Sunday, March 23, 2008

1007. Flying to Nowhere

flying to nowhere

This is weird little book by the author John Fuller that I have had on my bookshelf for a long time. I originally bought it for two reasons. First, because it was compared to Umberto Eco's "The Name of the Rose" and second because it was short. Strangely, in all the years that have passed, I never got around to reading it.

So finally, I got to it. And I read it. And let me tell you, it's one weird little book. But let me start at the beginning. What is the plot of this book? It starts with the approach of Vane, a church representative send by the Bishop to a local monastery on an island near the coast of somewhere or other. Three monastery novices go to meet him at the dock, but not the Abbot of the monastery himself. Meanwhile, the peasants of the island look up from their field work and see disaster, because as the large boat approaches, Vane's horse (which is on the boat as well) is unnerved and tries to get off. The oarsmen have to cut him loose. The approach to shore is dangerous and steep and lined with rocks and so the horse drowns.

This is not the first pitfall that befalls Vane, the church inquisitor, come to investigate rumors and allegations at the monastery. He wants to learn the fates of pilgrims who have come to be blessed by the waters of Saint Lleuddad's spring. Does the Saint's well water possess the ability to cure all ills? But if it does, why haven't any pilgrims ever returned from the island? Vane, the church administrator as well, wants to find out about how the Abbot runs his monastery, and about rumors of improprieties, and whether the novices are truly novices or just servants.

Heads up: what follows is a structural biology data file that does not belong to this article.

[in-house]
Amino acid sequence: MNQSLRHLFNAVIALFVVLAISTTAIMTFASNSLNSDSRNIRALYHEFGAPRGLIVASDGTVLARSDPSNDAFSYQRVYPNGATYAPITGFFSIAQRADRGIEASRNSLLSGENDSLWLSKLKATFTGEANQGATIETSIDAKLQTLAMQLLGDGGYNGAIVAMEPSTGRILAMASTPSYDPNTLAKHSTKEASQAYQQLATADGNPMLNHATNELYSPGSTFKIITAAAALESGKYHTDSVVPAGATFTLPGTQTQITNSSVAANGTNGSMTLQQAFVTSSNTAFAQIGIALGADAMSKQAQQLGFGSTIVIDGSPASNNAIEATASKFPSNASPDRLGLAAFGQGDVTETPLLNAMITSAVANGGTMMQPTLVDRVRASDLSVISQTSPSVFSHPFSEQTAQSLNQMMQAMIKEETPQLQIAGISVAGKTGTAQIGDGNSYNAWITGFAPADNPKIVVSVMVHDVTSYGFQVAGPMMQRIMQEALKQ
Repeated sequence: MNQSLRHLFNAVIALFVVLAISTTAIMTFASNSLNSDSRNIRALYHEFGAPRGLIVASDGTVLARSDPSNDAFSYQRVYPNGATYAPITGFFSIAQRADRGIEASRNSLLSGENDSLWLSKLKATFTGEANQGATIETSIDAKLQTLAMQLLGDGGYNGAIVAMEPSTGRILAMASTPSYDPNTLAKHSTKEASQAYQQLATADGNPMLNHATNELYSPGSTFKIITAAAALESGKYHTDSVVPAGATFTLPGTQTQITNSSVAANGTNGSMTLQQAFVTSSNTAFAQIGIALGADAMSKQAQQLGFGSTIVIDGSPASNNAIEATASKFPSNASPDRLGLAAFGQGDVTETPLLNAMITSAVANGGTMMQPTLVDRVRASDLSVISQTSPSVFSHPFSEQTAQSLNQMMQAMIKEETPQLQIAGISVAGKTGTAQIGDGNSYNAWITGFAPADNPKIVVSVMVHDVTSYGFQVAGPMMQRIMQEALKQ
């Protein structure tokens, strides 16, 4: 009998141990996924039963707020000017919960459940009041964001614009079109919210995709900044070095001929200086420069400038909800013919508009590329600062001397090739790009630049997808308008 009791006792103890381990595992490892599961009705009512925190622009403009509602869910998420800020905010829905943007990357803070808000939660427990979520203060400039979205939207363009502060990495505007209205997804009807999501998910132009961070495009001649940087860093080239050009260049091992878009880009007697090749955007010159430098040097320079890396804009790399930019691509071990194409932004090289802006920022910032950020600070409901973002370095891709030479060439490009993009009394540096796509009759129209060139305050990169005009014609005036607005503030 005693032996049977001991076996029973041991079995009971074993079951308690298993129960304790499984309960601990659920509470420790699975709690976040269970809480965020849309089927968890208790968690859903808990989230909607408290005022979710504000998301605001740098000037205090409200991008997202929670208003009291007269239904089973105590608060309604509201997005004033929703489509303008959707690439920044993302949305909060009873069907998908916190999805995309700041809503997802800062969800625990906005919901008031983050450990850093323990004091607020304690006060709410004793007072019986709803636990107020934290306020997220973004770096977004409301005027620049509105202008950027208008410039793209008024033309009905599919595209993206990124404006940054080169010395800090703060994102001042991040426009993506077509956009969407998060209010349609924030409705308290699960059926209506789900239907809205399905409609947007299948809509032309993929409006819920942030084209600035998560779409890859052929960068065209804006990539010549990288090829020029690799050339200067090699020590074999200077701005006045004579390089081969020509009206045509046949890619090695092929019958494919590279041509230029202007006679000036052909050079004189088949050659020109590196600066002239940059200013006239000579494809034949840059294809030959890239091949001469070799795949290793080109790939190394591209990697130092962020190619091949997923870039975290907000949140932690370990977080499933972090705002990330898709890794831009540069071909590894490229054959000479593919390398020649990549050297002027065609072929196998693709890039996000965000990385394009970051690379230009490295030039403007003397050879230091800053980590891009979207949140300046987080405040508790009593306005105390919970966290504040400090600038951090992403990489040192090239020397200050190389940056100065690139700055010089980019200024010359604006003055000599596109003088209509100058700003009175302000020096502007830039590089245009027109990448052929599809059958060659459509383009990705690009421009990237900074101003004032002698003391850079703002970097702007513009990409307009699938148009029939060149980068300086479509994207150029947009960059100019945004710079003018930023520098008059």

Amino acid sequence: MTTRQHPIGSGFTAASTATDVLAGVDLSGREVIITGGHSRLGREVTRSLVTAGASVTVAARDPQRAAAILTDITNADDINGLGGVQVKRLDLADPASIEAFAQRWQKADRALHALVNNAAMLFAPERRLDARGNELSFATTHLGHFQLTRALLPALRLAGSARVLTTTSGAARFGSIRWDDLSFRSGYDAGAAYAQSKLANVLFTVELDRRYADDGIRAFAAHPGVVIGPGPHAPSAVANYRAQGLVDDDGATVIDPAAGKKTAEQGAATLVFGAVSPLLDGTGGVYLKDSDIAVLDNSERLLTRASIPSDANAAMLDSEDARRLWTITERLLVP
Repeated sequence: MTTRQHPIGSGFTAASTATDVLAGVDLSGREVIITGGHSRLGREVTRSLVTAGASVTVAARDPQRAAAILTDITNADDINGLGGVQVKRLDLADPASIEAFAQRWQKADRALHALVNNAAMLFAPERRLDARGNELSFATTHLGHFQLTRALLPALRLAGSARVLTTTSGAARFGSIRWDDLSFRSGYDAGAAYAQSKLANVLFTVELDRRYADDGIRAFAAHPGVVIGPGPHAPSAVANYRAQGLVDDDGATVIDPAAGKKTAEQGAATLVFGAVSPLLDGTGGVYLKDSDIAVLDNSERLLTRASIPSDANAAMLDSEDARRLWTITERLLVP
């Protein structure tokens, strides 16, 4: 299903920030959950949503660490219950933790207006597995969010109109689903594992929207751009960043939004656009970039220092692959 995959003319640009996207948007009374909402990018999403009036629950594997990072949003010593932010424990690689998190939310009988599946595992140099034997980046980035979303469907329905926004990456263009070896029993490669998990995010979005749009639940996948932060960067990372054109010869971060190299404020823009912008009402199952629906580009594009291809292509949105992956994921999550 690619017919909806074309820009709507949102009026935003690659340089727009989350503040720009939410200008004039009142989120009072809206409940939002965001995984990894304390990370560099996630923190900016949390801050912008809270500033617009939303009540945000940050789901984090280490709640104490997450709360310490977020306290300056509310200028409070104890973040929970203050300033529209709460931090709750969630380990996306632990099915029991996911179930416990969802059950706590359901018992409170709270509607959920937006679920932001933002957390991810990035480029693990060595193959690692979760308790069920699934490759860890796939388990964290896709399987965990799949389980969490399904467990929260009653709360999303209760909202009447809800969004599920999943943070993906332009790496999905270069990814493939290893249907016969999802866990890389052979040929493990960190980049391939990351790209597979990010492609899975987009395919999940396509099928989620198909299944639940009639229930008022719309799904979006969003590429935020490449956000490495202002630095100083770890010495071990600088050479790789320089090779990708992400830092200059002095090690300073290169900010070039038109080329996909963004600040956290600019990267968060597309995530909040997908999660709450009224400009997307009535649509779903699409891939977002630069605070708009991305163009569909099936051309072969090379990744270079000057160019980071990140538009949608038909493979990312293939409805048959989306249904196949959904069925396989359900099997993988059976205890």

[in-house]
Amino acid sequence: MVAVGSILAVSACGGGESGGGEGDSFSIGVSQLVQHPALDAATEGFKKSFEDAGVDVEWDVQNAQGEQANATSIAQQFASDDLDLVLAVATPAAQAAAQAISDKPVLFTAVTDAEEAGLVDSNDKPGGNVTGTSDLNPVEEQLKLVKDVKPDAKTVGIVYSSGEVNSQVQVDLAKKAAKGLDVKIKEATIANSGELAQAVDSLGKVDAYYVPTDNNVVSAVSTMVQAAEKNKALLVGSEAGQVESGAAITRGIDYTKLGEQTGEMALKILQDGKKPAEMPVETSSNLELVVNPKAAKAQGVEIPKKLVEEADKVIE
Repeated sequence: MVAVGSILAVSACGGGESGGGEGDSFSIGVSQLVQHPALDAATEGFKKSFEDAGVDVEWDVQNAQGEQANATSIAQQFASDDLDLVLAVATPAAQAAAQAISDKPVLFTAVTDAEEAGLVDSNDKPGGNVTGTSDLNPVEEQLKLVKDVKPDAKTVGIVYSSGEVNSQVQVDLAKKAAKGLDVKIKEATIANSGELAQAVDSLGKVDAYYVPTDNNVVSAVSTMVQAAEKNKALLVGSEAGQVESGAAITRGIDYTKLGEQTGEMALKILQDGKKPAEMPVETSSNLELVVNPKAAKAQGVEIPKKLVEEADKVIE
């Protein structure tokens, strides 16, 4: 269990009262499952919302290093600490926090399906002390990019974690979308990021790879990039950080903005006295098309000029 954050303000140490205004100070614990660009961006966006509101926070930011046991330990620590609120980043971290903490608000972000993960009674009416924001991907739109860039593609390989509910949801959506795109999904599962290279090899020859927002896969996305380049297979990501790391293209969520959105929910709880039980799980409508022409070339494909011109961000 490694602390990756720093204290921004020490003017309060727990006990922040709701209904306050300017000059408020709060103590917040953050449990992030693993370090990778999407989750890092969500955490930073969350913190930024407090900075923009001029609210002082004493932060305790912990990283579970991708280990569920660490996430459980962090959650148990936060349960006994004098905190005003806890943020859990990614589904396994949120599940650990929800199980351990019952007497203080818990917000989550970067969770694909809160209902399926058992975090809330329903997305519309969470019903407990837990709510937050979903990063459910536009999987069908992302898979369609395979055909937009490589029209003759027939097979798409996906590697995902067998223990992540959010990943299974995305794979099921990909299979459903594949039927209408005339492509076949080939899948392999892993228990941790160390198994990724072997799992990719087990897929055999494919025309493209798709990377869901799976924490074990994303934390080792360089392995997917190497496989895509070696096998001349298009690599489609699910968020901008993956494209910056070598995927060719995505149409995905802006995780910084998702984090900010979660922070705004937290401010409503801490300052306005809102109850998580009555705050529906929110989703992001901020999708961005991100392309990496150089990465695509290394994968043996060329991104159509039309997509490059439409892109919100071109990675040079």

So with this background an interesting tale, a mystery if you will begins. Thankfully it is a short book with a few other minor characters beyond Vane and the Abbot. There is the mysterious Manciple, and Mrs Ffedderbompau and Tetty and Geoffrey. But Mrs Ffedderbompau is important for the sort of prophetic vision she has, while Tetty, one of the girls under her protection in the village on the island runs off with Geoffrey. It all becomes too convoluted after a while, and suffice it to say, I would be giving away too much if I tell you what sort of power the waters really have. In truth, the Abbott is not an Abbott anymore, as he abandoned religious study for study of a different kind, many years ago. Vane's search for the truth might uncover that, but the island might try to hide that truth from outsiders, might try to protect its secret.

How did I like this book? In many ways, you can say this book is allegorical in nature. It speaks to our search for immortality and eternal wisdom not only through religion, but through the everyday rituals we perform. It is also an allegory about the power of belief in the saving grace of something beyond us. Of course, if you're already searching for something beyond, then you almost always either believe it exists, or want to debunk it. Does the Abbott want to debunk the power of the Saint's well? Does the church's representative, Vane want to believe? The opposite? Or are they both wrong? Are the inhabitants of the island of the Well Spring the only believers? And why does Tetty and Geoffrey reject the power of the island? Do we reject the obvious around us in everyday life?

As I said in the beginning, this was thankfully a short book. It was also a bit muddled, and difficult to get through. It's only upon reflection that I can think of these thoughts. Still despite some positive achievements by the writer here I can't in good conscience give this book more than 2 stars.

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